Books & Culture highlights and reviews numerous titles, but one in particular stood out last year. The 2011 Book of the Year award went to Liao Yiwu’s God Is Red: The Secret Story of How Christianity Survived and Flourished in Communist China (HarperOne, 2011). Liao, a “sympathetic nonbeliever,” spent three years observing and studying Chinese Christianity from the inside.
Matt Smethurst corresponded via translator with Liao, whose writings have been banned in China, about his experience researching the complex phenomenon of Christianity in the world’s most populous country.
What sparked your interest to research and write on the topic of Christianity in China?
At the beginning of this century, many Chinese became disillusioned with Communism. They lacked a sense of security and searched for an alternative form of spiritual support. Conversion to Christianity suddenly became very trendy. Several of my friends in Beijing and Chengdu had joined either government-sanctioned Christian churches or house churches (Christians who believe that only God, not the Communist Party, could lay claim to their beliefs and who gather to worship in their homes despite ongoing persecution by government authorities). A catchphrase at that time was “trust and obey.”
I was also searching for my own spiritual support. However, having grown up under the rule of Mao when religious practices were banned and Communism was treated like a national religion, I was skeptical of any forms of religion.
In December 2005, I met a Chinese Christian doctor who had given up a lucrative city job to do missionary work in the remote villages in China’s southwestern province of Yunnan. I was fascinated by his story and wanted to find out what had inspired him and other Christians to devote their lives to such causes. I traveled with the doctor to the remote villages, where I discovered a vibrant Christian community. In the villages, I heard amazing stories about peasants who had been imprisoned or sacrificed their lives for their Christian faith in the Mao era and witnessed their persistent efforts to preserve and expand Christianity in the region. At the end of the trip, I felt a strong need to record what I had witnessed and heard, and share the stories with the outside world.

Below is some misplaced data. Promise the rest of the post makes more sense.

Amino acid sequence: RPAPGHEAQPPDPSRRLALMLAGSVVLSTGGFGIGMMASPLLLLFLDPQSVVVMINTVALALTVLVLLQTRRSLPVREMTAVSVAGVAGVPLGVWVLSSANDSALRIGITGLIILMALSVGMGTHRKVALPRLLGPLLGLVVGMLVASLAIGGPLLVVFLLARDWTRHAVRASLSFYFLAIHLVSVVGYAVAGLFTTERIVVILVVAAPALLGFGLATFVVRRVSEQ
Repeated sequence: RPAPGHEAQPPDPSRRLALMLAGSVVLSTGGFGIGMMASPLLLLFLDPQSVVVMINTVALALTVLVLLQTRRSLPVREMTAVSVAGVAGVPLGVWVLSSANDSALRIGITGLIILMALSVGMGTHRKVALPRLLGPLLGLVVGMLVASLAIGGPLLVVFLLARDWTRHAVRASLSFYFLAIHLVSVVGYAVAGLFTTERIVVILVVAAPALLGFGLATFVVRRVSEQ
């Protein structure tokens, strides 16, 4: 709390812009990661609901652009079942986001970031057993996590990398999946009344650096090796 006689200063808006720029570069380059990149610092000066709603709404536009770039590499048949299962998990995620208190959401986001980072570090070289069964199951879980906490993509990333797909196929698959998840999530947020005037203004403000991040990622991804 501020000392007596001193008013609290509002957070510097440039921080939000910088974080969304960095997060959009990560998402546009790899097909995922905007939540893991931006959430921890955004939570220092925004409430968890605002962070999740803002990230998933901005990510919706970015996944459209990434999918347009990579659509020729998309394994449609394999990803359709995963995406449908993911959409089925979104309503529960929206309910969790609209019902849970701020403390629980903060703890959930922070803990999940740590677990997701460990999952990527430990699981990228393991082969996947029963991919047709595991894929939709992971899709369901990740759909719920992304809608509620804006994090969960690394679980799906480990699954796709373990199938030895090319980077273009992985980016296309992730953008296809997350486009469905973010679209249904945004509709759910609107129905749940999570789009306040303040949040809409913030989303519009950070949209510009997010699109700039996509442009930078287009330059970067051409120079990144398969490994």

Even though I have not followed the paths of my friends who have joined the Christian churches, those journeys to the villages have brought me kinship with millions of Chinese Christians who are finding meaning in a tumultuous society, where unbridled consumerism is upending traditional value systems. I also see strong parallels in the perseverance by Chinese Christians with my own fight for the freedom to write.
You observe that in China “there is now a new Christian identity that is distinctively Chinese.” What do you mean?
One hundred fifty years ago, the London-based China Inland Mission started to send missionaries to China. Many of those brave Christians set their sights on the villages hidden up in the mountains. Because modern transportation was lacking, they journeyed for many days to reach them, arriving just in time to save the mountain people from a devastating bubonic epidemic with Western medicine and their knowledge of modern hygienic practices. They also preached Christianity, which, to the locals, was as foreign as their own appearances.
Gradually, these brave men and women won the hearts and minds of villagers, who for generations had found solace in the chanting of local shamans and the worshiping of pagan gods. Over the past century, the Christian faith has passed down from generation to generation despite the government’s brutal persecution against Christians in the 1960s and 1970s. In those villages, Christianity has taken root and become a part of the local heritage. It is as indigenous and life-sustaining as qiaoba, a popular buckwheat cake. During my visit there, I never felt that the locals had embraced a foreign religion. It blended seamlessly with the local cultures. Villagers held their services led by local leaders in their native tongues, and celebrated their Eucharist or Christian holidays in a way that they knew the best—local delicacies. It definitely had a distinctive Chinese identity.